Solo travelers absolutely need to learn basic first aid, though probably every outdoor enthusiast should do the same. It can help you know what to do if something happens, and even better, how to prevent accidents from happening. Accidents do happen in nature. You might get cut with a knife while cutting bread or branches or you might burn your skin if you spill boiling water on it. Would you know what to do in such situations? If the answer is negative, make sure you learn as much as possible about first aid. Remember that safety is of paramount importance for every type of holiday, especially the one where there are so many potential risks involved.

Keep the place clean

Spending time in the wilderness means we’re having a tremendous impact on trails, fragile environments, rivers, streams, and forests. It is our job to minimize this impact. So, carry out everything you take in, including food particles that attract insects and wildlife, trash, and basically everything that wasn’t there before you got to the campsite. Not only will you do your bit when it comes to environment protection, but you’ll also leave the spot clean for the next camper.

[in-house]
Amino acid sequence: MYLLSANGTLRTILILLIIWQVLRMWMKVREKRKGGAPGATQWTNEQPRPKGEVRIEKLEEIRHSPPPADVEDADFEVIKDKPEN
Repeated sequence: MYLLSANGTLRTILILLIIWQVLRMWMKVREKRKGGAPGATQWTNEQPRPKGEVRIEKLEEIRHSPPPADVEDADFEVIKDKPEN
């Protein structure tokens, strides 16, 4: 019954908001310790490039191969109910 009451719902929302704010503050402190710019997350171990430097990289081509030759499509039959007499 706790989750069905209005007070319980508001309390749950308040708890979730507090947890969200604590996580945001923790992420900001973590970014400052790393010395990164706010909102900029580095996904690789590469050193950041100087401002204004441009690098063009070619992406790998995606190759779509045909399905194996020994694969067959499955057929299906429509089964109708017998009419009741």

Scour your pots away from water and carry water away from the stream do your scrubbing there. The same goes for bathing: carry water 100 yards away from the stream, so that any soap will be filtered by soil. Don’t get in streams with sunscreen and bug spray on your skin. Instead, rinse or scrub those chemicals off first, away from the water, before going in for a dip. As they say, “take only memories, leave only footprints”.

All these tips may seem daunting to some, but you simply have to follow them if you want to have a memorable backcountry camping trip. The secret is to start with small steps, such as an overnight stay at a state park near your home or in your backyard. When you gain some experience, you’ll feel ready for a great adventure, and only then will you be able to truly enjoy what no other type of holiday can offer.